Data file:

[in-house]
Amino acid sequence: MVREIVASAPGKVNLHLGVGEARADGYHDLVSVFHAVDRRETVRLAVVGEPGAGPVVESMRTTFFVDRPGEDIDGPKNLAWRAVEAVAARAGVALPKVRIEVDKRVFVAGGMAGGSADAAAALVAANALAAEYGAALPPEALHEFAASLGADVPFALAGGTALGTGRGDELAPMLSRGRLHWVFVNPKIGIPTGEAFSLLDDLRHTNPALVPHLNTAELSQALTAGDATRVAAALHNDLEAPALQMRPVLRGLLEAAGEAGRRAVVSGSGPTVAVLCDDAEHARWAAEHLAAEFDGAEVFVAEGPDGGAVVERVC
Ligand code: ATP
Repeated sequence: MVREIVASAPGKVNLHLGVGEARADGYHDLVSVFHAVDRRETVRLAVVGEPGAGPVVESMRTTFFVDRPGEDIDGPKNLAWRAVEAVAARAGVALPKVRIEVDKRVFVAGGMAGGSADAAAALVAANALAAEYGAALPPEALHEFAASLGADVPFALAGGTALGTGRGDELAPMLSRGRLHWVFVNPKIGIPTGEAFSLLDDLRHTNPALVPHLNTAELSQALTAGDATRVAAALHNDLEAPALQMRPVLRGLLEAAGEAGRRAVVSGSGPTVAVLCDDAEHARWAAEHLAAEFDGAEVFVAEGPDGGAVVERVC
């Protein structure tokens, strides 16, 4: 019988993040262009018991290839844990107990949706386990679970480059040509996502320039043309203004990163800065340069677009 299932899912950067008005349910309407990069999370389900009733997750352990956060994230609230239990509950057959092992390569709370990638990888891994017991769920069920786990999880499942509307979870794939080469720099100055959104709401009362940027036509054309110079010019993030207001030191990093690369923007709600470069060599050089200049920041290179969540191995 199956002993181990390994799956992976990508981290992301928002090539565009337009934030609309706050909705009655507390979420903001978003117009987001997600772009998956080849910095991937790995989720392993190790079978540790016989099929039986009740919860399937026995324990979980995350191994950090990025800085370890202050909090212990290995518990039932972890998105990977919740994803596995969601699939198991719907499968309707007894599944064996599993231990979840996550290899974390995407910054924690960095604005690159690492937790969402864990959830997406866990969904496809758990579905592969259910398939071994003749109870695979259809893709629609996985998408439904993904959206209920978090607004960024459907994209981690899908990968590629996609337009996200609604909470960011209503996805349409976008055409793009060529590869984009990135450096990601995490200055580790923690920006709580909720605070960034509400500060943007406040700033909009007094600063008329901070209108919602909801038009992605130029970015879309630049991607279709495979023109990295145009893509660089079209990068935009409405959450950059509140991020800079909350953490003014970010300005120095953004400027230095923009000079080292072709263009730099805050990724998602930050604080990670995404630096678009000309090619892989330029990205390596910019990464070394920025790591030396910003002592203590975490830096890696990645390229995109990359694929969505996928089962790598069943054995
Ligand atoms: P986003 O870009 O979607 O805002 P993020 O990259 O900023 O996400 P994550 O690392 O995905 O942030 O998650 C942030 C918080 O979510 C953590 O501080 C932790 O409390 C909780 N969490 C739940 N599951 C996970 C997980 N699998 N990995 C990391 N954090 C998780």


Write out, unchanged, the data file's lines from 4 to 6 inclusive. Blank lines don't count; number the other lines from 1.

Repeated sequence: MVREIVASAPGKVNLHLGVGEARADGYHDLVSVFHAVDRRETVRLAVVGEPGAGPVVESMRTTFFVDRPGEDIDGPKNLAWRAVEAVAARAGVALPKVRIEVDKRVFVAGGMAGGSADAAAALVAANALAAEYGAALPPEALHEFAASLGADVPFALAGGTALGTGRGDELAPMLSRGRLHWVFVNPKIGIPTGEAFSLLDDLRHTNPALVPHLNTAELSQALTAGDATRVAAALHNDLEAPALQMRPVLRGLLEAAGEAGRRAVVSGSGPTVAVLCDDAEHARWAAEHLAAEFDGAEVFVAEGPDGGAVVERVC
């Protein structure tokens, strides 16, 4: 019988993040262009018991290839844990107990949706386990679970480059040509996502320039043309203004990163800065340069677009 299932899912950067008005349910309407990069999370389900009733997750352990956060994230609230239990509950057959092992390569709370990638990888891994017991769920069920786990999880499942509307979870794939080469720099100055959104709401009362940027036509054309110079010019993030207001030191990093690369923007709600470069060599050089200049920041290179969540191995 199956002993181990390994799956992976990508981290992301928002090539565009337009934030609309706050909705009655507390979420903001978003117009987001997600772009998956080849910095991937790995989720392993190790079978540790016989099929039986009740919860399937026995324990979980995350191994950090990025800085370890202050909090212990290995518990039932972890998105990977919740994803596995969601699939198991719907499968309707007894599944064996599993231990979840996550290899974390995407910054924690960095604005690159690492937790969402864990959830997406866990969904496809758990579905592969259910398939071994003749109870695979259809893709629609996985998408439904993904959206209920978090607004960024459907994209981690899908990968590629996609337009996200609604909470960011209503996805349409976008055409793009060529590869984009990135450096990601995490200055580790923690920006709580909720605070960034509400500060943007406040700033909009007094600063008329901070209108919602909801038009992605130029970015879309630049991607279709495979023109990295145009893509660089079209990068935009409405959450950059509140991020800079909350953490003014970010300005120095953004400027230095923009000079080292072709263009730099805050990724998602930050604080990670995404630096678009000309090619892989330029990205390596910019990464070394920025790591030396910003002592203590975490830096890696990645390229995109990359694929969505996928089962790598069943054995
Ligand atoms: P986003 O870009 O979607 O805002 P993020 O990259 O900023 O996400 P994550 O690392 O995905 O942030 O998650 C942030 C918080 O979510 C953590 O501080 C932790 O409390 C909780 N969490 C739940 N599951 C996970 C997980 N699998 N990995 C990391 N954090 C998780």